By an 8-0 vote, the Supreme Court of the United States has upheld the right of band made up of Asian-American members to call themselves ‘The Slants.’ The band applied to trademark their name and were denied by the Patent and Trademark Office under 15 U.S.C. Section 1502(a) which prohibits the registration of a trademark that may “disparage . . . or bring . . . into contemp[t] or disrepute” any “persons, living or dead.” All eight justices (Justice Gorsuch joined the court after the case was argued) held this anti-disparagement provision flatly unconstitutional.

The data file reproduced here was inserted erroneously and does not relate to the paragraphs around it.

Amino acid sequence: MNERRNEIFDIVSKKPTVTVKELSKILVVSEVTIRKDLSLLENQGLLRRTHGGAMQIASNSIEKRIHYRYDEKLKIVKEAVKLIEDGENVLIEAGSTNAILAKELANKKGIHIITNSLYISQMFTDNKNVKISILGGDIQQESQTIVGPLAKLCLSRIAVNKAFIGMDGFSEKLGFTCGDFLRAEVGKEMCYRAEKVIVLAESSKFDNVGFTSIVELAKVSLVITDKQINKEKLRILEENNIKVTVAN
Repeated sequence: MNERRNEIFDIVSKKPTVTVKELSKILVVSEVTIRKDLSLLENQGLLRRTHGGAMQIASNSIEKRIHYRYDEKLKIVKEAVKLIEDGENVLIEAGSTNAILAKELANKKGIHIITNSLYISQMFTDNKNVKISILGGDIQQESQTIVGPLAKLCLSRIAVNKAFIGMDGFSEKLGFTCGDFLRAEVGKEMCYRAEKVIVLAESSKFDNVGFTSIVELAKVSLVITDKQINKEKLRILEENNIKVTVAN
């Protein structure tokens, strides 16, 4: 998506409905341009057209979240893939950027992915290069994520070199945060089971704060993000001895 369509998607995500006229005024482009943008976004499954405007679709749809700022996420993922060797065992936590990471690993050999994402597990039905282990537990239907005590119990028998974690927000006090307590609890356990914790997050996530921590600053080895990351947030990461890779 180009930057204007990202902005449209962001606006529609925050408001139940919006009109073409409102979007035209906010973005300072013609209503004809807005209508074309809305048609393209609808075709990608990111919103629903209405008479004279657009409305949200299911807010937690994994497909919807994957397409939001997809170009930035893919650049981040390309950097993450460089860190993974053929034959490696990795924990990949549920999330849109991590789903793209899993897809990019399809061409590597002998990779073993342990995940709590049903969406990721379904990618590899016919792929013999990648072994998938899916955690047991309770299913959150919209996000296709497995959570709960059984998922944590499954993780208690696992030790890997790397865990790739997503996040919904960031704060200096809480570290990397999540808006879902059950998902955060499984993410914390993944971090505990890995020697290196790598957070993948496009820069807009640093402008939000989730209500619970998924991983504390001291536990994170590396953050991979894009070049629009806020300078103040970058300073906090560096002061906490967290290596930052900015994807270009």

[N]o matter how the point is phrased, [the] unmistakable thrust [of the government’s argument] is this: The Government has an interest in preventing speech expressing ideas that offend. And, as we have explained, that idea strikes at the heart of the First Amendment. Speech that demeans on the basis of race, ethnicity, gender, religion, age, disability, or any other similar ground is hateful; but the proudest boast of our free speech jurisprudence is that we protect the freedom to express “the thought that we hate.”
This is the precise opposite of what social justice wankers are being taught at Berkeley, Yale, and other leftist Asylums of Higher Learning.